This trolling of us from years ago of course has been replicated in many contexts, in more dire circumstances for more visible people and more copiously through increased social media access.  Many famous women, including actor Leslie Jones and writer Mary Beard, have had to deal openly with the violent verbal attacks on their persons and beliefs and the very specific, gender-based threats made over and over again.  (*See this Gender Shrapnel Blog post on Mary Beard and this one that looks at “civility” in the case of Leslie Jones and others.)  These are threats not unlike what we have heard from Philippine President Rodrigo Duterte (who has ordered women rebels to be shot in the vagina) and United States President Donald Trump (who has openly and repeatedly trolled Rosie O’Donnell).  Of course, “trolled” ends up being too light a term, for it does not convey the intensely implied physical threat behind the tweets, soundbites, and mockeries, nor does it communicate often delusional sentiments and desires of the trolls.  For example, Glamour had to point out that Trump trolled the January 18, 2018, Women’s March by pretending that the anniversary march—an anniversary of the all-important, seven-continent Women’s March of 2017—was in celebration of his first year in office.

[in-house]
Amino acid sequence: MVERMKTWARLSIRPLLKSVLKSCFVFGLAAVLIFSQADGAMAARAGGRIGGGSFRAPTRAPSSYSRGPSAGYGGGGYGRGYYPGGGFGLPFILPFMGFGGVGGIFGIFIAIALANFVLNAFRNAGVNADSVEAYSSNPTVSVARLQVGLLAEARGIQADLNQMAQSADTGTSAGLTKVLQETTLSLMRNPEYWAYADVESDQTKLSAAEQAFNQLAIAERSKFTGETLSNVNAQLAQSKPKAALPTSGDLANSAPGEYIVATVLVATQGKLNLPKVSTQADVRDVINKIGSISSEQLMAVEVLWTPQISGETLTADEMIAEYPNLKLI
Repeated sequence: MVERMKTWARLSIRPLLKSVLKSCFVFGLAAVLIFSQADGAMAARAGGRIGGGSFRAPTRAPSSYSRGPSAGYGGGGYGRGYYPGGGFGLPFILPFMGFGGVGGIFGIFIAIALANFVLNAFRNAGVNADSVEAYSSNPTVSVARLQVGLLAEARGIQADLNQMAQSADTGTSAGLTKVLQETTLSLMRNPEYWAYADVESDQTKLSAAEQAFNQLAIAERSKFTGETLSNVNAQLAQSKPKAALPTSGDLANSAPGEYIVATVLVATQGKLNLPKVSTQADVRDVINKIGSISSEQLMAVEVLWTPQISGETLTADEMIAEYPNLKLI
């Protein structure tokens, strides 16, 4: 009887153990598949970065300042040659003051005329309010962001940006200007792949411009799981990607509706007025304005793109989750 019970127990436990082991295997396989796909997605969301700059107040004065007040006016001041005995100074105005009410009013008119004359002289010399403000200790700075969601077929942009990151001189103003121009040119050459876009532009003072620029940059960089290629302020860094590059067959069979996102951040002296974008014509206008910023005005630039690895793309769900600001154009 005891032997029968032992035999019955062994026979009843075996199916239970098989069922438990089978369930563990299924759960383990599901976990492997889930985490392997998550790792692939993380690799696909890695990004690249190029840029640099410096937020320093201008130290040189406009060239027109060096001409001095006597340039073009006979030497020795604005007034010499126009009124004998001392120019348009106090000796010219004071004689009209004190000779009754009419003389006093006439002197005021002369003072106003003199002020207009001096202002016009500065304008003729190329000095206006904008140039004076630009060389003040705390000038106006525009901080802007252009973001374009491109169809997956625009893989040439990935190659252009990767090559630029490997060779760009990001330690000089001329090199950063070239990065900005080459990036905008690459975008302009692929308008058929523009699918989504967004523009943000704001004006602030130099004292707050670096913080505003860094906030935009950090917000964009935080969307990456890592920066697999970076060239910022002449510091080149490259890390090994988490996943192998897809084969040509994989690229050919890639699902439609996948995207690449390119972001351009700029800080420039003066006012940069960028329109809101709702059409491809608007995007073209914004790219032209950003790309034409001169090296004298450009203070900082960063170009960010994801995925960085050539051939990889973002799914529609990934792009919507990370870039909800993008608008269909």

Don’t even get me started on the international, illegal, world-changing trolling of Hillary Clinton to promote fraud, ensure her election loss (despite the historic number of votes she won), and put President Troll, dangerous dupe, stupid stooge, and vulnerable villain of the Putin regime, into office.  Even the famously anti-Trump Washington Post recently called the trolling of Hillary Clinton “both comical and sinister”: “The indictments allege the Russians communicated with unwitting members of Trump’s campaign in local communities. They sought to organize rallies. They put out false information. They paid for a demonstrator ‘to wear a costume portraying Clinton in a prison uniform’ and wired money to someone in the United States ‘to build a cage large enough to hold an actress portraying Clinton in a prison uniform.’ It is both comical and sinister.”  I actually would love to hear Washington Post Chief Correspondent and author of this article explain these comments without re-legitimizing the “Lock Her Up” trope that became so vicious and violent.  (*See this Gender Shrapnel Blog post and this one on this topic.)  Like so many others, Dan Balz succeeds in normalizing the supposed criminality of women who dare to step into the public arena.  There is nothing comical about this.